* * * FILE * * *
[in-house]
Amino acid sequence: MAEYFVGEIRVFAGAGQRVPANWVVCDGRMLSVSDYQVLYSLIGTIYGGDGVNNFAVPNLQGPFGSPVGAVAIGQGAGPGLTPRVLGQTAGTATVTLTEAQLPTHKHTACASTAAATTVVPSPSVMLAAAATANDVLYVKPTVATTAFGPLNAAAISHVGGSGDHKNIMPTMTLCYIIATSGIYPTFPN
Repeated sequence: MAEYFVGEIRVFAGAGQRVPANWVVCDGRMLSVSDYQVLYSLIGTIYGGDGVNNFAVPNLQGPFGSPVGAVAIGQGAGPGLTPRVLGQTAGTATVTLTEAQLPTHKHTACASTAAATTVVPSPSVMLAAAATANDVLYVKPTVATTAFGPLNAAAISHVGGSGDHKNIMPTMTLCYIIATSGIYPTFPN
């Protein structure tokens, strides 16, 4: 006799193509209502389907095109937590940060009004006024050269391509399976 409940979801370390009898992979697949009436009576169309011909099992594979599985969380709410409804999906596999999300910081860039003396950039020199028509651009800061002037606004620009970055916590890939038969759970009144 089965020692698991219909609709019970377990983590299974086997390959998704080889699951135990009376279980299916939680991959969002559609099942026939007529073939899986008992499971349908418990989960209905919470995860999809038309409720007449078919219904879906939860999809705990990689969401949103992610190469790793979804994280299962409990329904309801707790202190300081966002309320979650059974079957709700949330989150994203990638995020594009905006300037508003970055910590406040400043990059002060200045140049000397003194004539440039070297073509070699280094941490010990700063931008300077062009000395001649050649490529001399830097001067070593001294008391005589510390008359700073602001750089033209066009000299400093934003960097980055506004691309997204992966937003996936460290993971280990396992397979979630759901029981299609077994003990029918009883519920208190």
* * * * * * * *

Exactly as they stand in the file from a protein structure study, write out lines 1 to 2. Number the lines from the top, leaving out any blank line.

[in-house]
Amino acid sequence: MAEYFVGEIRVFAGAGQRVPANWVVCDGRMLSVSDYQVLYSLIGTIYGGDGVNNFAVPNLQGPFGSPVGAVAIGQGAGPGLTPRVLGQTAGTATVTLTEAQLPTHKHTACASTAAATTVVPSPSVMLAAAATANDVLYVKPTVATTAFGPLNAAAISHVGGSGDHKNIMPTMTLCYIIATSGIYPTFPN